Yeah, no, I agree. And you don’t know what you don’t know if you don’t know, the tools out there. You don’t know what’s possible, right. And so I think that you know, we’re hoping the people who are listening to this podcast, get the idea that there are some ways out there that some tools out there that can help you. And Chad and I are here. Our PDF accessibility Facebook group is over 2600 members. Chad, I was thinking about this just the other day. I remember when I first created that group. And I just was like, 50 members, 100 Member

Chad Chelius
Yeah.

Dax Castro
And I was like, Yes! I reached 500 members. And I’m just, to watch the people who have been in that group where their journey in accessibility is really, it’s really been a blessing for me to get the private messages we get from time to time people telling, telling us how, you know, how much they’ve learned, or how much they’ve grown, or the fact that they’ve gotten a raise because they now know more, you know? All of that, it just makes my heart feel so good.

Chad Chelius
Oh, yeah. You know, I’ve said this before, but I just feel like it’s really cool to see people that you’ve helped in the past, now helping other people, right. It’s the whole “Pay It Forward” concept, you know, and so now people, you know, get on the, on the Facebook group, and they’re like, Hey, I’m having a problem with this. And other people are now saying, Hey, this is how you fix that. That is the coolest thing to me. Yeah, it’s just so cool to see people’s knowledge grow and to see them, you know, helping other people with their problems?

Dax Castro
Well, you know, it’s interesting, because I think a lot that at first, it was kind of me, you, Colleen Gratzer, and a few other people kind of fielding a lot of the questions. And now I can actually, you know, I monitor that Facebook group pretty closely. I mean, it’s open right now, I’m looking at, you know, the group right now, I’m always kind of watching it. But I don’t have to, like inspect every single post now to try to figure out whether or not people are giving you an answer. Because generally, they do, right. I mean, every once in a while, you know, somebody will bring up something, maybe that isn’t quite the right way. And we kind of steer them toward the right solution. But you know, it’s so great to be able to see them. So if you’re not part of our Facebook group, please go check it out. It can definitely help you.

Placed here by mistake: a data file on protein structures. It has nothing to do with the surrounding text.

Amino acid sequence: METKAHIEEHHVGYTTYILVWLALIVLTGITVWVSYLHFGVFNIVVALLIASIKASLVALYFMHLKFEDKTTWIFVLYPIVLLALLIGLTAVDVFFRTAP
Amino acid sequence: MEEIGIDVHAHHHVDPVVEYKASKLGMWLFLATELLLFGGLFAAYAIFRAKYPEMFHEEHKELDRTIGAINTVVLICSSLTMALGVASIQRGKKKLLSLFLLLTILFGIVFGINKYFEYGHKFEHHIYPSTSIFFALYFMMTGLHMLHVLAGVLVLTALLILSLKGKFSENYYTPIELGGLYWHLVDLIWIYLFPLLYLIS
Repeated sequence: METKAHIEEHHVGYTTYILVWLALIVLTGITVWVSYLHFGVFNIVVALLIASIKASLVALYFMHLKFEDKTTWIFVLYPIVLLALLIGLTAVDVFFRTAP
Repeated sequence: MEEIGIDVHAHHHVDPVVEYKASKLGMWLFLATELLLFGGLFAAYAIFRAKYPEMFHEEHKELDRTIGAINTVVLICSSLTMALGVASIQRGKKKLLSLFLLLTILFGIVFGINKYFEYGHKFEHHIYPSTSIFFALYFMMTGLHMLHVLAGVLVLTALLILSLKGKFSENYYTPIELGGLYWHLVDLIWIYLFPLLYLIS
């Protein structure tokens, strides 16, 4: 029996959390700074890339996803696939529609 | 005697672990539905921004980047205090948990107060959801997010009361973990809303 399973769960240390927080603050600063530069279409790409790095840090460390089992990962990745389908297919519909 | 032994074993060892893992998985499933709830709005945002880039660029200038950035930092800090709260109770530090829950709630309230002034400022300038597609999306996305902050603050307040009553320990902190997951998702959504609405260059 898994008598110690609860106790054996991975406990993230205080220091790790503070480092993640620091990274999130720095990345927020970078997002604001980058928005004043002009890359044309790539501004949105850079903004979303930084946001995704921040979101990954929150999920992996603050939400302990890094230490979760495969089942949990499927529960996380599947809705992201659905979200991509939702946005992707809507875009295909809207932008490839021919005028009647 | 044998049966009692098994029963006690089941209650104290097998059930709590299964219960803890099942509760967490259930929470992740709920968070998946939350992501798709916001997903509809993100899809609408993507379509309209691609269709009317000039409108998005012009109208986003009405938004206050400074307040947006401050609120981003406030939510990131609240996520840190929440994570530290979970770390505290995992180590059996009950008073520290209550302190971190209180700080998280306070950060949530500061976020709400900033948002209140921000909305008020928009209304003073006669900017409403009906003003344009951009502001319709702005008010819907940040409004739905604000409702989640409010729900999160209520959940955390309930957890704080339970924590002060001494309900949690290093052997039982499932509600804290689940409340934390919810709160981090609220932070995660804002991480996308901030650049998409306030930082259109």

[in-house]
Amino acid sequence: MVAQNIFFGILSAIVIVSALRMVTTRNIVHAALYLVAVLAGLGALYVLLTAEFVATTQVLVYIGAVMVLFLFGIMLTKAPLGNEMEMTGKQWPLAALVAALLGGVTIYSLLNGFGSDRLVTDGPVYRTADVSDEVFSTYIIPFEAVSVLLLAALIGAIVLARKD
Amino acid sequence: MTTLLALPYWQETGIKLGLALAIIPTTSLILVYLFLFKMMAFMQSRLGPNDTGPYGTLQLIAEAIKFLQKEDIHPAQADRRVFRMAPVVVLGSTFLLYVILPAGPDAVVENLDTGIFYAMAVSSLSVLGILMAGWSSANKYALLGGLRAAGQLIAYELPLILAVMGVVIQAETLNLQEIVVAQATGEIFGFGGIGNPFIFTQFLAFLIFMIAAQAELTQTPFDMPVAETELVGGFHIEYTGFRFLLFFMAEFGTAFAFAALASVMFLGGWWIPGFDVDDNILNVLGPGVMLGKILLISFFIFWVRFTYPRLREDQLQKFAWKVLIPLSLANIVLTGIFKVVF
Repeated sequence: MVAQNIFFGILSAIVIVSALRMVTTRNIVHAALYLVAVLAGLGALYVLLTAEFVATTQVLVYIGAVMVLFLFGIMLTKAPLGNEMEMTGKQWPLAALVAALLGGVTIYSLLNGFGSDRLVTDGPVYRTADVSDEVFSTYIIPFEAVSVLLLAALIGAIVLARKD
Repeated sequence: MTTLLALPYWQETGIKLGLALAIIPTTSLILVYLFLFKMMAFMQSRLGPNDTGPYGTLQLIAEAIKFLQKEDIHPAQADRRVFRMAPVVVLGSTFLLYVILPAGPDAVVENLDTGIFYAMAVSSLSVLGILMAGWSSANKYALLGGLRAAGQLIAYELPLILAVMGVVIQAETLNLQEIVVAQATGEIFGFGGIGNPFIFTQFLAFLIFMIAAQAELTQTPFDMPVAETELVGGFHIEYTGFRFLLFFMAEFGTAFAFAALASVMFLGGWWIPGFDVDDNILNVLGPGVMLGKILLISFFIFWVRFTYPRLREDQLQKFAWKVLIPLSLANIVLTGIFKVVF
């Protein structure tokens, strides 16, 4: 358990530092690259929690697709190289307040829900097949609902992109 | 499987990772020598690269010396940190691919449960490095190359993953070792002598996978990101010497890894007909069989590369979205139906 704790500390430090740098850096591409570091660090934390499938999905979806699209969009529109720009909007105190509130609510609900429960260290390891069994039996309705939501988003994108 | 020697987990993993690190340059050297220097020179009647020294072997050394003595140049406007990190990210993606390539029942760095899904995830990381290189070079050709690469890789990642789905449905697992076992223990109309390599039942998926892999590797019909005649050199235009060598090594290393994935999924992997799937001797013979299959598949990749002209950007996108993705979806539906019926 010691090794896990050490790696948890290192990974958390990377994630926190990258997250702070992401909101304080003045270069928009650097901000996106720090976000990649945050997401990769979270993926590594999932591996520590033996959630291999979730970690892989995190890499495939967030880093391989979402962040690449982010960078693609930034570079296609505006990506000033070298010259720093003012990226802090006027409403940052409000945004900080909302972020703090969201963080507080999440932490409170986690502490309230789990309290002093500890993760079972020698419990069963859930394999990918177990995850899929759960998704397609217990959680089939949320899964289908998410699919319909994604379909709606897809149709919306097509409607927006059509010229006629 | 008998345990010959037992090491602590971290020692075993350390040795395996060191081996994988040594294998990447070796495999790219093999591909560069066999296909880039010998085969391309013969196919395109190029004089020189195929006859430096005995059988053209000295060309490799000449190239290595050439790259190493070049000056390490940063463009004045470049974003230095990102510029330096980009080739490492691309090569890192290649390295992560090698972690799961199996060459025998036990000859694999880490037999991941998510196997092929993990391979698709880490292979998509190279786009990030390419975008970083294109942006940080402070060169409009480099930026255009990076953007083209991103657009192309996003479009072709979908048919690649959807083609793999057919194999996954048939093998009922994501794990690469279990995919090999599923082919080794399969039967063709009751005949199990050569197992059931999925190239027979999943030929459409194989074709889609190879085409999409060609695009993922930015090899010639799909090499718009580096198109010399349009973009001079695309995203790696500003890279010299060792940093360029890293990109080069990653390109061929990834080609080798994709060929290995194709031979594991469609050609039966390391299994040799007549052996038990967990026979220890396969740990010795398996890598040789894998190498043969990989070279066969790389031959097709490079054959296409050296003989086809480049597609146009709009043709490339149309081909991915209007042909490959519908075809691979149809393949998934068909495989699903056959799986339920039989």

Chad Chelius
It’s free.

Dax Castro
Yeah. Well, I Chad, you know, we’ve been talking about tables this whole time. And I hope everybody’s still listening. Because I want to do something here. You know, I, our class, we’ve got this Accessible Tables class coming up next Wednesday. I’m going to launch this podcast on Monday. Normally, we launch on Tuesday, but I’m gonna launch on Monday to give people a little extra time. But here’s what I want to do. I want to get people 50% off this class, man.

Dax Castro
Okay.

Dax Castro
I think it’s important. I think that if you haven’t been to one of our classes, this is going to give you a low-risk way to kind of see what we do and get the information. It’s three hours for $150, that’s $50 an hour. That is, I mean, it’s a great bargain..

Chad Chelius
It’s a deal

Dax Castro
It is a deal, you know, and you’re gonna get stuff like understanding that basic table structure and best practices, how do you work with symbols and colors, how to deal with layout tables, and you know, editing tables in Acrobat, which I think is a complex thing that I think people don’t always get is, okay, how do I keep myself sane while trying to edit a table? And I think you’re going to talk about how to use Callas PDFgoHTML, right? I mean, that’s a tool that you can use in combination with editing your PDF table. Yeah?

Chad Chelius
For evaluating your table, yeah. I mean, it’s for me, it’s like one of my favorite tools. Because it just shows you your mistakes. You know, it makes your mistakes very obvious. And you’re like, oh, wait a minute, this doesn’t line up, what’s going on here? You know? So? Yeah, we’ll definitely be reviewing that for sure.